Сборник технических текстов для домашнего чтения по английскому языку. Морозова М.А. - 55 стр.



range of 13,335km with 359 passengers. The aircraft is powered by a new, more
powerful GE90-115B engine rated at 511kN (115,000lb). New highly tapered raked
wingtip extensions have been fitted to reduce take-off field length, climb perform-
ance and fuel efficiency. Boeing has received firm orders for over 107 aircraft from
ten customers including four (plus nine options) from Emirates in July 2004 and 18
(plus 13 options) from Singapore Airlines in August 2004.
In July 2004, Boeing announced that an enhanced 777-300ER with even longer
range will be available from the end of 2005, following improvements to engine effi-
ciency and design changes to reduce drag and weight. The new version will have a
maximum range of 14,594km (7,880nm).
The 777-200LR (Long Range) Worldliner is an ultra long-range version and is
designed to be the longest range aircraft in the world. The aircraft program was origi-
nally known as the 777-200X and was launched in February 2000. Work on the air-
craft was halted in October 2001 but restarted in March 2003. First flight took place
in March 2005. The range is 17,446km carrying 301 passengers. The aircraft is pow-
ered by two 489kN engines, type General Electric GE90-110B. An additional fuel
tank installed in the rear cargo bay brings the fuel capacity to 195,280L. The aircraft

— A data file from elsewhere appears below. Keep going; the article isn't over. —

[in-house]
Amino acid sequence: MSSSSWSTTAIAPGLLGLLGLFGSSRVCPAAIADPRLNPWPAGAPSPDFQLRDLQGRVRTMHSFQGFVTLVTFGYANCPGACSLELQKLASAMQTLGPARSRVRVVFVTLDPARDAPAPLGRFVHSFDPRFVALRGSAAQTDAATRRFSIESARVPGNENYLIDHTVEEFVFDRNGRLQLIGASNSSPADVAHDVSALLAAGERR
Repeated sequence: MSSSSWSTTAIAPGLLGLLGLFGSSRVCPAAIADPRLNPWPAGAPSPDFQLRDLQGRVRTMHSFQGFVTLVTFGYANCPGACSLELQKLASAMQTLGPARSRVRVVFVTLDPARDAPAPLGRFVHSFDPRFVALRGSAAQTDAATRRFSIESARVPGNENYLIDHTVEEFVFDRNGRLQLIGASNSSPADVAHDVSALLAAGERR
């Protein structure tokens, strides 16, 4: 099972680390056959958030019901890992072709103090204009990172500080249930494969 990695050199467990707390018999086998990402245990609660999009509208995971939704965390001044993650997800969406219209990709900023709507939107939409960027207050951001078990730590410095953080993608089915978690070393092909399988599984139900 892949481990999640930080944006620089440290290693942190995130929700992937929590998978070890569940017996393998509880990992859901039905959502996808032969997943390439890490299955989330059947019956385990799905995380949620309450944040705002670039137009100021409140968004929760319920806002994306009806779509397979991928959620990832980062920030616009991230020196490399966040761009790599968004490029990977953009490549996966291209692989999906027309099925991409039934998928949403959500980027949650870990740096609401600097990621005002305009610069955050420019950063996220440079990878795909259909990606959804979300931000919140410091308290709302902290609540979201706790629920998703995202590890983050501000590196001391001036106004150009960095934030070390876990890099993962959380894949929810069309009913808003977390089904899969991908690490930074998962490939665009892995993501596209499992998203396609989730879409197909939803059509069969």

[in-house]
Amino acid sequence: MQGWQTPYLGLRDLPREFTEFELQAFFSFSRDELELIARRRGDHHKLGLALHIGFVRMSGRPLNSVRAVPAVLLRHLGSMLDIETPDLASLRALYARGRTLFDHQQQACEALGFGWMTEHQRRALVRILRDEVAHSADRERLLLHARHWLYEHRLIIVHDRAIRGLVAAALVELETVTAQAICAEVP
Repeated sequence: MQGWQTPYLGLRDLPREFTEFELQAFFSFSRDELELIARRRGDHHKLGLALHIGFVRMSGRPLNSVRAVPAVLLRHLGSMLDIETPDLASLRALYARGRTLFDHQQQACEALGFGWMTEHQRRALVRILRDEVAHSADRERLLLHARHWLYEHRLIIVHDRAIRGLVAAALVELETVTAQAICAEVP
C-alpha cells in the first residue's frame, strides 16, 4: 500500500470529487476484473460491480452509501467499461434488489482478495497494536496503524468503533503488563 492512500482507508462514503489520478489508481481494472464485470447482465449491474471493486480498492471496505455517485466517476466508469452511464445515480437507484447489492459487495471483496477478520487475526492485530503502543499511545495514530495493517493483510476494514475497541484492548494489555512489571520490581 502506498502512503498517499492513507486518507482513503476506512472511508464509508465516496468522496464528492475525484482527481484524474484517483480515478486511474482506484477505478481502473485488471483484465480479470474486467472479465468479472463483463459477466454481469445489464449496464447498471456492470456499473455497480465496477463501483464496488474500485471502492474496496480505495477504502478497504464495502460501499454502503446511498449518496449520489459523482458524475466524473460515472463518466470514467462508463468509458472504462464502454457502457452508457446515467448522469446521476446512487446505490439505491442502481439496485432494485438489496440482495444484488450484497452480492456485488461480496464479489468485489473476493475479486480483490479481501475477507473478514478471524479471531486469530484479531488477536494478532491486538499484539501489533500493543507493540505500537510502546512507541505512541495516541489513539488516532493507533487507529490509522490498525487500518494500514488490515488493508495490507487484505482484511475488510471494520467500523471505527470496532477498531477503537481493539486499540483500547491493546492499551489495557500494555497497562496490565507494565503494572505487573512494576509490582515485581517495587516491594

will also be fitted with new raked wingtip extensions. Launch customer will be Paki-
stan International Airlines (PIA), which will receive the first 777-200LR Worldliner
in January 2006. Orders have also been received from EVA Airways (three), Air
Canada (up to 18), Air India (eight), Qatar Airways and ILFC (two).
In May 2005, Boeing launched the 777F freighter with an order for five aircraft
plus three options from Air France. The freighter will be able to carry a revenue pay-
load of 103t (229,000lb) up to 9,195km (4,965nm) and is due to enter service by the
end of 2008.
The two-pilot flight deck is fitted with a five-screen electronic flight informa-
tion system with five, 8in (203mm) colour liquid crystal displays, including two pri-
mary flight displays, two navigation displays and an engine indication and crew alert-
ing system (EICAS) display. The central control panel between the two pilots holds
three multipurpose control and display units for the aircraft information management
system, systems information, flight management functions, thrust control and com-
A two-bunk flight crew rest area is installed on the port side of the flight deck.
An optional installation is a crew rest module in the underfloor section. The crew rest
module houses six bunks and occupies the same floor area as a standard 96in cargo
The aircraft has Boeing's fly-by-wire controls with flight envelope protection
and automatic pilot and stabilisation functions. The fly-by-wire system sends back-
driven signals to the pilots' rudder pedals and control columns to provide the pilot
with sensory awareness of the activities of the automated systems.
The aircraft has a triple redundant digital autopilot and flight director designed
by Rockwell Collins. The BAE Systems (formerly Marconi Avionics) triple digital
primary flight computers provide the control limits and flight envelope protection